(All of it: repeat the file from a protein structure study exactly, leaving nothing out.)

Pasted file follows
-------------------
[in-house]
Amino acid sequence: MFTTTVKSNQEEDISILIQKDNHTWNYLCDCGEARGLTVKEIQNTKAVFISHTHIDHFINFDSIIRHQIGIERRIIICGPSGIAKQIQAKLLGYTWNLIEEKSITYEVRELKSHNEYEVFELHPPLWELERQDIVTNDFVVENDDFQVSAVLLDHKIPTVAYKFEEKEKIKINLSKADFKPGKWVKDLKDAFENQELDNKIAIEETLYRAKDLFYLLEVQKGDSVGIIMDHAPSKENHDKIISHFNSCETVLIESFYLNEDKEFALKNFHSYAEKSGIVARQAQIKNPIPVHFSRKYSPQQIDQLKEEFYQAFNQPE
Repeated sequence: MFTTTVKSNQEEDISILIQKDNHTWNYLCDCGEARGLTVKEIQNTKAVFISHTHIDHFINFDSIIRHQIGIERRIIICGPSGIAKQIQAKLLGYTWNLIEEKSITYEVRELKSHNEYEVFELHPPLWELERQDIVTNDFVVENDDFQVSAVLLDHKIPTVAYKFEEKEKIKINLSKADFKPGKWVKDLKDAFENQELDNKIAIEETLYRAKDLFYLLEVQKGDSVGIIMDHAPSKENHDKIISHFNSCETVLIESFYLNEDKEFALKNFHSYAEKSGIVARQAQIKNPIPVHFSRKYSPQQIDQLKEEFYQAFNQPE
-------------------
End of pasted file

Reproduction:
[in-house]
Amino acid sequence: MFTTTVKSNQEEDISILIQKDNHTWNYLCDCGEARGLTVKEIQNTKAVFISHTHIDHFINFDSIIRHQIGIERRIIICGPSGIAKQIQAKLLGYTWNLIEEKSITYEVRELKSHNEYEVFELHPPLWELERQDIVTNDFVVENDDFQVSAVLLDHKIPTVAYKFEEKEKIKINLSKADFKPGKWVKDLKDAFENQELDNKIAIEETLYRAKDLFYLLEVQKGDSVGIIMDHAPSKENHDKIISHFNSCETVLIESFYLNEDKEFALKNFHSYAEKSGIVARQAQIKNPIPVHFSRKYSPQQIDQLKEEFYQAFNQPE
Repeated sequence: MFTTTVKSNQEEDISILIQKDNHTWNYLCDCGEARGLTVKEIQNTKAVFISHTHIDHFINFDSIIRHQIGIERRIIICGPSGIAKQIQAKLLGYTWNLIEEKSITYEVRELKSHNEYEVFELHPPLWELERQDIVTNDFVVENDDFQVSAVLLDHKIPTVAYKFEEKEKIKINLSKADFKPGKWVKDLKDAFENQELDNKIAIEETLYRAKDLFYLLEVQKGDSVGIIMDHAPSKENHDKIISHFNSCETVLIESFYLNEDKEFALKNFHSYAEKSGIVARQAQIKNPIPVHFSRKYSPQQIDQLKEEFYQAFNQPE